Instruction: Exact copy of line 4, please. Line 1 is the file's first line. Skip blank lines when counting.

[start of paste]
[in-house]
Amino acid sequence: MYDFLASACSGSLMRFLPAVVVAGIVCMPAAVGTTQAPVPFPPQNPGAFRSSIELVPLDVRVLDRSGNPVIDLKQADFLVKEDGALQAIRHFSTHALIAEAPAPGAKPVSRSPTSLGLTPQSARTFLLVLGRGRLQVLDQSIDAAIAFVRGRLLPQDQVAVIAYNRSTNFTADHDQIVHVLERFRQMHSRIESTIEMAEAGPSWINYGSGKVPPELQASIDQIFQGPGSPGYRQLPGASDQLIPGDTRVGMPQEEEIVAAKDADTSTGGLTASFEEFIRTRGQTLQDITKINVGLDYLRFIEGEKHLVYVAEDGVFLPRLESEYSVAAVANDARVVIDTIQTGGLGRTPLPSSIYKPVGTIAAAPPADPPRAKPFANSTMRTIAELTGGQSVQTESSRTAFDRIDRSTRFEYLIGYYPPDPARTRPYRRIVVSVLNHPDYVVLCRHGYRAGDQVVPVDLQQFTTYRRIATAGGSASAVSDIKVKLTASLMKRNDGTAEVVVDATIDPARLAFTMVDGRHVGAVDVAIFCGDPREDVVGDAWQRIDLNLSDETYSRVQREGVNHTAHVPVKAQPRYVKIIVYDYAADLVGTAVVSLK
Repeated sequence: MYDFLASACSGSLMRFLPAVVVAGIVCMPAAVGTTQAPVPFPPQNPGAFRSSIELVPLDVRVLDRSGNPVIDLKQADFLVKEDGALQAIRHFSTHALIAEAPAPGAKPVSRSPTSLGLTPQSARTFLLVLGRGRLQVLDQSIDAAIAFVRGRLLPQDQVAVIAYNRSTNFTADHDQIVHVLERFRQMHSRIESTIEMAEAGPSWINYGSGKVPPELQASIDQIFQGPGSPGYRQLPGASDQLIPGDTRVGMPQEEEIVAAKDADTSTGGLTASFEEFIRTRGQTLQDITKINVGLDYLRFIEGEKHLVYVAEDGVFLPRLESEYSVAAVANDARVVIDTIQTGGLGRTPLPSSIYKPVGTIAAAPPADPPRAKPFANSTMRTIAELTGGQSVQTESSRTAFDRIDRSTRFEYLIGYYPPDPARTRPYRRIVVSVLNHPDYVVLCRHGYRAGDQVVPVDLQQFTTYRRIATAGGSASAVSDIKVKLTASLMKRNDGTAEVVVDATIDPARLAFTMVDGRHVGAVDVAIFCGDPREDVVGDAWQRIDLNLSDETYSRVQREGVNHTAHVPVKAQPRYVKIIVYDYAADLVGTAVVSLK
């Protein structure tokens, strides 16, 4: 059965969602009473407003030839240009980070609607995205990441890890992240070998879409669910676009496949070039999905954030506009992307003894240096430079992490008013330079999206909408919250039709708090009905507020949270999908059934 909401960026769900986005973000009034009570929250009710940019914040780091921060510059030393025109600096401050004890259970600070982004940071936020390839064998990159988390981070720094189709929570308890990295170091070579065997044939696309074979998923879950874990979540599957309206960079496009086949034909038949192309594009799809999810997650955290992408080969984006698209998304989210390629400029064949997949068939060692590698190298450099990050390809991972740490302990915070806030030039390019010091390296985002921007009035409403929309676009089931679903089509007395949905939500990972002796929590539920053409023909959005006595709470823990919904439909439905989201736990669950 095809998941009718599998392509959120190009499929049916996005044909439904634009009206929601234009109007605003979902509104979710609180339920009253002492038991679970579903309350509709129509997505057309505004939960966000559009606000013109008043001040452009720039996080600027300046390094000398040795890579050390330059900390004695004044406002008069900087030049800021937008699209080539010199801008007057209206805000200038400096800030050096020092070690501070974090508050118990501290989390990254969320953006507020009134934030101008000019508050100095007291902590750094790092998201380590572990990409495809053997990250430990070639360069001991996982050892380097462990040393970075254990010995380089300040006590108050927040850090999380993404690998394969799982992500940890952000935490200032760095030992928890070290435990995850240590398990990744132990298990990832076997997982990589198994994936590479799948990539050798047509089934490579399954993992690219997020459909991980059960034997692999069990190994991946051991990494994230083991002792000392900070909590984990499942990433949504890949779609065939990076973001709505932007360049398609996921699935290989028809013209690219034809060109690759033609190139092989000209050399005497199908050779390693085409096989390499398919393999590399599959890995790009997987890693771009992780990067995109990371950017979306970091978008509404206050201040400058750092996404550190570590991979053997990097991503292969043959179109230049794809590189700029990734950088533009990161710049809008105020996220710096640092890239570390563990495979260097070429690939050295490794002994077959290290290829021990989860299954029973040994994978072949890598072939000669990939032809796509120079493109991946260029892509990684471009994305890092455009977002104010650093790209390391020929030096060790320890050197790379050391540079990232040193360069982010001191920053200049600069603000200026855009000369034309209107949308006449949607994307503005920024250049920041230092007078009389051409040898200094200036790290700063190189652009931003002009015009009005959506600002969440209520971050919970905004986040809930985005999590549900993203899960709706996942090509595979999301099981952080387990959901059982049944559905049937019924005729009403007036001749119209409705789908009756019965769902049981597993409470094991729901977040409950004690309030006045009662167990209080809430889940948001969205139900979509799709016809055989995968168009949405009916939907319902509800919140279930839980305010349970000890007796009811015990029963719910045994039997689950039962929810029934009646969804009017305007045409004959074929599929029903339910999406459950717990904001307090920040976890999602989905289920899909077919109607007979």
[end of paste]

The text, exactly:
């Protein structure tokens, strides 16, 4: 059965969602009473407003030839240009980070609607995205990441890890992240070998879409669910676009496949070039999905954030506009992307003894240096430079992490008013330079999206909408919250039709708090009905507020949270999908059934 909401960026769900986005973000009034009570929250009710940019914040780091921060510059030393025109600096401050004890259970600070982004940071936020390839064998990159988390981070720094189709929570308890990295170091070579065997044939696309074979998923879950874990979540599957309206960079496009086949034909038949192309594009799809999810997650955290992408080969984006698209998304989210390629400029064949997949068939060692590698190298450099990050390809991972740490302990915070806030030039390019010091390296985002921007009035409403929309676009089931679903089509007395949905939500990972002796929590539920053409023909959005006595709470823990919904439909439905989201736990669950 095809998941009718599998392509959120190009499929049916996005044909439904634009009206929601234009109007605003979902509104979710609180339920009253002492038991679970579903309350509709129509997505057309505004939960966000559009606000013109008043001040452009720039996080600027300046390094000398040795890579050390330059900390004695004044406002008069900087030049800021937008699209080539010199801008007057209206805000200038400096800030050096020092070690501070974090508050118990501290989390990254969320953006507020009134934030101008000019508050100095007291902590750094790092998201380590572990990409495809053997990250430990070639360069001991996982050892380097462990040393970075254990010995380089300040006590108050927040850090999380993404690998394969799982992500940890952000935490200032760095030992928890070290435990995850240590398990990744132990298990990832076997997982990589198994994936590479799948990539050798047509089934490579399954993992690219997020459909991980059960034997692999069990190994991946051991990494994230083991002792000392900070909590984990499942990433949504890949779609065939990076973001709505932007360049398609996921699935290989028809013209690219034809060109690759033609190139092989000209050399005497199908050779390693085409096989390499398919393999590399599959890995790009997987890693771009992780990067995109990371950017979306970091978008509404206050201040400058750092996404550190570590991979053997990097991503292969043959179109230049794809590189700029990734950088533009990161710049809008105020996220710096640092890239570390563990495979260097070429690939050295490794002994077959290290290829021990989860299954029973040994994978072949890598072939000669990939032809796509120079493109991946260029892509990684471009994305890092455009977002104010650093790209390391020929030096060790320890050197790379050391540079990232040193360069982010001191920053200049600069603000200026855009000369034309209107949308006449949607994307503005920024250049920041230092007078009389051409040898200094200036790290700063190189652009931003002009015009009005959506600002969440209520971050919970905004986040809930985005999590549900993203899960709706996942090509595979999301099981952080387990959901059982049944559905049937019924005729009403007036001749119209409705789908009756019965769902049981597993409470094991729901977040409950004690309030006045009662167990209080809430889940948001969205139900979509799709016809055989995968168009949405009916939907319902509800919140279930839980305010349970000890007796009811015990029963719910045994039997689950039962929810029934009646969804009017305007045409004959074929599929029903339910999406459950717990904001307090920040976890999602989905289920899909077919109607007979």